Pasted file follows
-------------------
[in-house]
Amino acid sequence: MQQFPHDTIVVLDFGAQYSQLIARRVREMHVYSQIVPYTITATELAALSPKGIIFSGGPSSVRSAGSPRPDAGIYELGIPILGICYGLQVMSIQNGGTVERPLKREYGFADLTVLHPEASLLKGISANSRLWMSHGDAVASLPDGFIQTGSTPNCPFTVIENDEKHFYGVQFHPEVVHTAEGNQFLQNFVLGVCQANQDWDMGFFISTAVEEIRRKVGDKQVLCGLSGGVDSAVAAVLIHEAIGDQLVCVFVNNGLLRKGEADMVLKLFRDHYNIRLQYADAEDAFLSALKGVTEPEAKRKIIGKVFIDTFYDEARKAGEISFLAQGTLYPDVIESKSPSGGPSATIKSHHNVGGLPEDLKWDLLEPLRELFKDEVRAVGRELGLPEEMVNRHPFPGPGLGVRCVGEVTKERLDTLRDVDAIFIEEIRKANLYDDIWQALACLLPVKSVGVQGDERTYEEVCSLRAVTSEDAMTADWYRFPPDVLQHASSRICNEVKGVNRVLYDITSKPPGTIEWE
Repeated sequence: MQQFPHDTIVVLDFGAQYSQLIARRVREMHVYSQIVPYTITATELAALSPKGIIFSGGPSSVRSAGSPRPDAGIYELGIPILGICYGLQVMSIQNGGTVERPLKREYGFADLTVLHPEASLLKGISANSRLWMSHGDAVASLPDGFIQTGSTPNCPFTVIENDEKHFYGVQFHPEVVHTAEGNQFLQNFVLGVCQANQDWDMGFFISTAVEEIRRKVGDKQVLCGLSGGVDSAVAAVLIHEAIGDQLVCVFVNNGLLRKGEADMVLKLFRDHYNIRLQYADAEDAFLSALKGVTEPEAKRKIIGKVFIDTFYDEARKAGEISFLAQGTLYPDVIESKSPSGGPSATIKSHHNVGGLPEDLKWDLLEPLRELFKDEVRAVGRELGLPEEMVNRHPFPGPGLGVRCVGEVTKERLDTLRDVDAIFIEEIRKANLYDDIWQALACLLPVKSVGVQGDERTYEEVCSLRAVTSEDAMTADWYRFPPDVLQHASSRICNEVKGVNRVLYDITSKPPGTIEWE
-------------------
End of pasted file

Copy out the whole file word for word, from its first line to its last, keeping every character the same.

[in-house]
Amino acid sequence: MQQFPHDTIVVLDFGAQYSQLIARRVREMHVYSQIVPYTITATELAALSPKGIIFSGGPSSVRSAGSPRPDAGIYELGIPILGICYGLQVMSIQNGGTVERPLKREYGFADLTVLHPEASLLKGISANSRLWMSHGDAVASLPDGFIQTGSTPNCPFTVIENDEKHFYGVQFHPEVVHTAEGNQFLQNFVLGVCQANQDWDMGFFISTAVEEIRRKVGDKQVLCGLSGGVDSAVAAVLIHEAIGDQLVCVFVNNGLLRKGEADMVLKLFRDHYNIRLQYADAEDAFLSALKGVTEPEAKRKIIGKVFIDTFYDEARKAGEISFLAQGTLYPDVIESKSPSGGPSATIKSHHNVGGLPEDLKWDLLEPLRELFKDEVRAVGRELGLPEEMVNRHPFPGPGLGVRCVGEVTKERLDTLRDVDAIFIEEIRKANLYDDIWQALACLLPVKSVGVQGDERTYEEVCSLRAVTSEDAMTADWYRFPPDVLQHASSRICNEVKGVNRVLYDITSKPPGTIEWE
Repeated sequence: MQQFPHDTIVVLDFGAQYSQLIARRVREMHVYSQIVPYTITATELAALSPKGIIFSGGPSSVRSAGSPRPDAGIYELGIPILGICYGLQVMSIQNGGTVERPLKREYGFADLTVLHPEASLLKGISANSRLWMSHGDAVASLPDGFIQTGSTPNCPFTVIENDEKHFYGVQFHPEVVHTAEGNQFLQNFVLGVCQANQDWDMGFFISTAVEEIRRKVGDKQVLCGLSGGVDSAVAAVLIHEAIGDQLVCVFVNNGLLRKGEADMVLKLFRDHYNIRLQYADAEDAFLSALKGVTEPEAKRKIIGKVFIDTFYDEARKAGEISFLAQGTLYPDVIESKSPSGGPSATIKSHHNVGGLPEDLKWDLLEPLRELFKDEVRAVGRELGLPEEMVNRHPFPGPGLGVRCVGEVTKERLDTLRDVDAIFIEEIRKANLYDDIWQALACLLPVKSVGVQGDERTYEEVCSLRAVTSEDAMTADWYRFPPDVLQHASSRICNEVKGVNRVLYDITSKPPGTIEWE